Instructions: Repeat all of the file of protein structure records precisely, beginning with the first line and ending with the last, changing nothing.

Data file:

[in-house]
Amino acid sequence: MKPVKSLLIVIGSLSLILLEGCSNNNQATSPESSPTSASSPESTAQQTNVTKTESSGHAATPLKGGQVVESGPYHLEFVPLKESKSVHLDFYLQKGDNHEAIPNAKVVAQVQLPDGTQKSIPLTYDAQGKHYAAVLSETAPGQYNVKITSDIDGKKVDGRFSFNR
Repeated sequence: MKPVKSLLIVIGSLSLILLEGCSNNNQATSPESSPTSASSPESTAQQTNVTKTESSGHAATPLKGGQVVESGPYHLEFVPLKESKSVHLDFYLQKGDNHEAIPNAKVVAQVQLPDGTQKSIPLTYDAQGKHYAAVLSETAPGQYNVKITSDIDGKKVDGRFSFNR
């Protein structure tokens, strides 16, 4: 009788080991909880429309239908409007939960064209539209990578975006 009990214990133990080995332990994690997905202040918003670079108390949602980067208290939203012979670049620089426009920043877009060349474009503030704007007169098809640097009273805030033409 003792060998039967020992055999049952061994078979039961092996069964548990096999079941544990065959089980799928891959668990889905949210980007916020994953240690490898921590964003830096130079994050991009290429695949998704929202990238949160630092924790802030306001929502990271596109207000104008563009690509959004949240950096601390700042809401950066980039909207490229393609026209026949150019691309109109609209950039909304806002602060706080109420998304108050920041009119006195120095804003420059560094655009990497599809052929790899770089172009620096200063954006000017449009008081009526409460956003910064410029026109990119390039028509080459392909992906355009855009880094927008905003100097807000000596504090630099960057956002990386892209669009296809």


[in-house]
Amino acid sequence: MKPVKSLLIVIGSLSLILLEGCSNNNQATSPESSPTSASSPESTAQQTNVTKTESSGHAATPLKGGQVVESGPYHLEFVPLKESKSVHLDFYLQKGDNHEAIPNAKVVAQVQLPDGTQKSIPLTYDAQGKHYAAVLSETAPGQYNVKITSDIDGKKVDGRFSFNR
Repeated sequence: MKPVKSLLIVIGSLSLILLEGCSNNNQATSPESSPTSASSPESTAQQTNVTKTESSGHAATPLKGGQVVESGPYHLEFVPLKESKSVHLDFYLQKGDNHEAIPNAKVVAQVQLPDGTQKSIPLTYDAQGKHYAAVLSETAPGQYNVKITSDIDGKKVDGRFSFNR
């Protein structure tokens, strides 16, 4: 009788080991909880429309239908409007939960064209539209990578975006 009990214990133990080995332990994690997905202040918003670079108390949602980067208290939203012979670049620089426009920043877009060349474009503030704007007169098809640097009273805030033409 003792060998039967020992055999049952061994078979039961092996069964548990096999079941544990065959089980799928891959668990889905949210980007916020994953240690490898921590964003830096130079994050991009290429695949998704929202990238949160630092924790802030306001929502990271596109207000104008563009690509959004949240950096601390700042809401950066980039909207490229393609026209026949150019691309109109609209950039909304806002602060706080109420998304108050920041009119006195120095804003420059560094655009990497599809052929790899770089172009620096200063954006000017449009008081009526409460956003910064410029026109990119390039028509080459392909992906355009855009880094927008905003100097807000000596504090630099960057956002990386892209669009296809």